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From "Naresh Bhatia" <NBha...@sapient.com>
Subject RE: Deploying to multiple servers
Date Sat, 08 Mar 2003 18:45:11 GMT
Mike,

Thank you so much for the example. It makes the approach much more
clearer.

1) You were very close on the syntax for grabbing the value attribute -
only a "/" was needed:
     <xsl:value-of select='property[@name="target-dir"]/@value'/>

2) I put indent="yes" in my style sheet and the resulting output is very
readable:
     <xsl:output method="xml" indent="yes"/>

Thanks again.
Naresh

-----Original Message-----
From: Mike McNally [mailto:m5@works.com] 
Sent: Saturday, March 08, 2003 11:14 AM
To: Naresh Bhatia
Cc: Ant Users List
Subject: Re: Deploying to multiple servers


> I do need a little XSLT help with this solution. I am trying to 
> produce the following property in the output build file:
> 
>     <property name="server-name" value="server1"/>
> 
> Here's is roughly the XSL I want - the value attribute coming from my 
> input file. Obviously this is not valid XML, but I don't know how to 
> fix
> it:
> 
>     <property name="server-name" value="<xsl:value-of 
> select="@name"/>"/>
> 
> Another approach that did work for me is shown below, but this no 
> longer is a "template" and is not readable as a build file:
> 
>     <xsl:element name="property">
>       <xsl:attribute name="name">node-name</xsl:attribute>
>       <xsl:attribute name="value"><xsl:value-of 
> select="@name"/></xsl:attribute>
>     </xsl:element>
> 
> Any suggestions?

Sure.

Your "auxilliary" XML could look something like this:

<servers>
  <server name='server1'>
    <property name='target-dir' value='/usr/local'/>
    <property name='copy-mode' value='overwrite'/>
  </server>

  <server name='server2'>
    <property name='target-dir' value='/var/deploy'/>
    <property name='copy-mode' value='preserve'/>
  </server>

  <!-- and so on -->
</servers>

(You could write a little DTD to match that, though I don't think that
the <xslt> task validates when it parses; I could be wrong.)


You'd then have an XSL stylesheet that looks like this:

<xsl:template match='/servers'>
  <project>
    <xsl:attribute name='name'>server-install</xsl:attribute>
    <xsl:attribute name='default'>install</xsl:attribute>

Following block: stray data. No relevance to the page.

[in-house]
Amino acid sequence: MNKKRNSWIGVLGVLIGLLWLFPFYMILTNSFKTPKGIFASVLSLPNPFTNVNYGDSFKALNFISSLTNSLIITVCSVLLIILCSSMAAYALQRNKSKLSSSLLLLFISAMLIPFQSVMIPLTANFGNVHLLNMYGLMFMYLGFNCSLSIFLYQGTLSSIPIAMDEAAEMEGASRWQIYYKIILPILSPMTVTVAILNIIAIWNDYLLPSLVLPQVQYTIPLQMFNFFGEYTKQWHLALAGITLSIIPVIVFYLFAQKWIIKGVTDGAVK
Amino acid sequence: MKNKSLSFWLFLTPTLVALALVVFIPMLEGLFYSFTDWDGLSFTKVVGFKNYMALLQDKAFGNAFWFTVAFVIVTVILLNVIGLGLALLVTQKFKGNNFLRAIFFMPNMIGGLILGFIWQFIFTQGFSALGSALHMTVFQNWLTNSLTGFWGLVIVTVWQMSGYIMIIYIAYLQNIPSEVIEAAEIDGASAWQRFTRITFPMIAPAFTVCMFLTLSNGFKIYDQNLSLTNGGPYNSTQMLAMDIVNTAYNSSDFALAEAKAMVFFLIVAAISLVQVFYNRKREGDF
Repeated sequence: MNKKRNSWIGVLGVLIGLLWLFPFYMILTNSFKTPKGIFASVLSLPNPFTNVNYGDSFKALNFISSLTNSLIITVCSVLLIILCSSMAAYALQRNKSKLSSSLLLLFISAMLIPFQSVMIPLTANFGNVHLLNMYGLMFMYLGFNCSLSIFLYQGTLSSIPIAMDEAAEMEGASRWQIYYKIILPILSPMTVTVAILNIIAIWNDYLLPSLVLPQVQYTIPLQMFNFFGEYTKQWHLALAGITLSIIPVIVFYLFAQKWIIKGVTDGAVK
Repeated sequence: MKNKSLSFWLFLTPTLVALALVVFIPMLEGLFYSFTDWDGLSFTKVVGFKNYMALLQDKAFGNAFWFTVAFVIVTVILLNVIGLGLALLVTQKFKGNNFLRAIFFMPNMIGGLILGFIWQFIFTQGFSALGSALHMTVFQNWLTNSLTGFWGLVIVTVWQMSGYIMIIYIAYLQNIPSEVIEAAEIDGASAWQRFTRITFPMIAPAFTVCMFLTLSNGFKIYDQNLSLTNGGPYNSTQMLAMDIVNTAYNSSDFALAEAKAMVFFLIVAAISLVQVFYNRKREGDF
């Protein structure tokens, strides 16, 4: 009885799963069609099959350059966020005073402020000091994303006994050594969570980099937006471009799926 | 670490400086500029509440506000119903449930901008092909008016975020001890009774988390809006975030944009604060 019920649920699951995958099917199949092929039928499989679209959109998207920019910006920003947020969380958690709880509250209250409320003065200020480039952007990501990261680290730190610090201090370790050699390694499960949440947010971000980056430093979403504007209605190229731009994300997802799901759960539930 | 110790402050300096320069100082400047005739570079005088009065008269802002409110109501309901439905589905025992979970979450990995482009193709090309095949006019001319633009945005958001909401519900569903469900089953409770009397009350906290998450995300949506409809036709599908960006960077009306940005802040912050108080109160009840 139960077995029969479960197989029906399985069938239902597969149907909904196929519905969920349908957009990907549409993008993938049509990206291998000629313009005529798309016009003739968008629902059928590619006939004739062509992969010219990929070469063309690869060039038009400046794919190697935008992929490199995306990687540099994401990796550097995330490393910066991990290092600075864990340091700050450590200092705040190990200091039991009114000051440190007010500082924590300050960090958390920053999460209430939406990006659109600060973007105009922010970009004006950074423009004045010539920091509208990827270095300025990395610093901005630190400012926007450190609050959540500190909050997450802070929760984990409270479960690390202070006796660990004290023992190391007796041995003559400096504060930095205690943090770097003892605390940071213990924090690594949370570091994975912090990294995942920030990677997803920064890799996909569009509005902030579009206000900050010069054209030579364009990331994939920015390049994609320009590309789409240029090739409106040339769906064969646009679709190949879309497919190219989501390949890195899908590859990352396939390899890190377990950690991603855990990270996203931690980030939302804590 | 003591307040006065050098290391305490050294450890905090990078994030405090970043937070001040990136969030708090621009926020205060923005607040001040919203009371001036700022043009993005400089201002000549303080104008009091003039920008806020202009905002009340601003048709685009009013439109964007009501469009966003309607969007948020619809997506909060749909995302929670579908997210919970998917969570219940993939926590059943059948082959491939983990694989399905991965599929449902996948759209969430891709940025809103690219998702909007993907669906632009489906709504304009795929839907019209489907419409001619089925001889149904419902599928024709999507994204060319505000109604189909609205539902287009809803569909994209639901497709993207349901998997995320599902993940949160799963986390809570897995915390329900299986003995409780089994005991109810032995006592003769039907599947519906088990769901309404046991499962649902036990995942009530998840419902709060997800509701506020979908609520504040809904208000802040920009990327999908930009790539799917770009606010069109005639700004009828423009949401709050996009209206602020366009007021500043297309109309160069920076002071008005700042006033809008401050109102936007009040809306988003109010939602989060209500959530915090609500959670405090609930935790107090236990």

<xsl:attribute name='basedir'>.</xsl:attribute>

    <target>
      <xsl:attribute name='name'>install</xsl:attribute>
      <xsl:attribute name='depends'>
        <xsl:for-each select='server'>
          <xsl:if test='position() > 1'>
            ,
          </xsl:if>
          <xsl:value-of select='concat("install.", @name)'/>
        </xsl:for-each>
      </xsl:attribute>
    </target>

    <xsl:for-each select='server'>
      <target>
        <xsl:attribute name='name'>
          <xsl:value-of select='concat("install.", @name)'/>
        </xsl:attribute>

        <your-install-task-goes-here>
          <xsl:attribute name='sample'>
            <xsl:value-of select='property[@name="target-dir"]@value'/>
          </xsl:attribute>
        </your-install-task-goes-here>
      </target>
    </xsl:for-each>
  </project>
</xsl:template>


(I may be a bit off in getting the "value" attribute from the nested
"property" tag; it's something like that.)  Finally you use an <xslt>
rule to translate your auxilliary XML file into the Ant build file, 
which you then invoke with <ant>.

The generated build file will be hard to read, but you can use an XML
viewer to debug problems with your XSL translation.  I find this
technique to be very useful, as it fills the role of the macro languages
supported by "make" and its variants.  My entire build 
structure is based on simplified files that call out the things to be
build and the conceptual "build sub-process", and then my stylesheet
embodies the canonical ant sequences to achieve each of the
sub-processes.

--
[ you are my main foo ] Mike McNally -- m5@works.com

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